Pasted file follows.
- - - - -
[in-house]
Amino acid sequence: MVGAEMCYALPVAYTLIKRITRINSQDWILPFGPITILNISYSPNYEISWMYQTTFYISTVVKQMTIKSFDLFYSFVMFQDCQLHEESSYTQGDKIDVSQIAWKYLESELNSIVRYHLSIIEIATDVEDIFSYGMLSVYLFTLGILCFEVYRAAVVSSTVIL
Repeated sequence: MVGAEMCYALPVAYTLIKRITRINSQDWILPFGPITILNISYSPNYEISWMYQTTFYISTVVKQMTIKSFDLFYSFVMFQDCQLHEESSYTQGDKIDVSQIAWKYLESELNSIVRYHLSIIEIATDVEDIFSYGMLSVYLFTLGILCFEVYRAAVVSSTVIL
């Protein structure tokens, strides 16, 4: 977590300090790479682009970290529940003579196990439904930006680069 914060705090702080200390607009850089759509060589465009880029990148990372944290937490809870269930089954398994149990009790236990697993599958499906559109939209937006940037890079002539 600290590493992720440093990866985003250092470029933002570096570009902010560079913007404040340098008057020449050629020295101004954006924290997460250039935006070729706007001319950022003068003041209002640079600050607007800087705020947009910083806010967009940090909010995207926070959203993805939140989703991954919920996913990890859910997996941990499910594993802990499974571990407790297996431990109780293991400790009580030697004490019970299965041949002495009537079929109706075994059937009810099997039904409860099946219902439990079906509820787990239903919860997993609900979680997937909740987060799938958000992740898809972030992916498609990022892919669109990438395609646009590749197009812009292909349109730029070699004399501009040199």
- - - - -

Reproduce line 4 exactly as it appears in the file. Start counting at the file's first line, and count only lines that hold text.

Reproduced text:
């Protein structure tokens, strides 16, 4: 977590300090790479682009970290529940003579196990439904930006680069 914060705090702080200390607009850089759509060589465009880029990148990372944290937490809870269930089954398994149990009790236990697993599958499906559109939209937006940037890079002539 600290590493992720440093990866985003250092470029933002570096570009902010560079913007404040340098008057020449050629020295101004954006924290997460250039935006070729706007001319950022003068003041209002640079600050607007800087705020947009910083806010967009940090909010995207926070959203993805939140989703991954919920996913990890859910997996941990499910594993802990499974571990407790297996431990109780293991400790009580030697004490019970299965041949002495009537079929109706075994059937009810099997039904409860099946219902439990079906509820787990239903919860997993609900979680997937909740987060799938958000992740898809972030992916498609990022892919669109990438395609646009590749197009812009292909349109730029070699004399501009040199």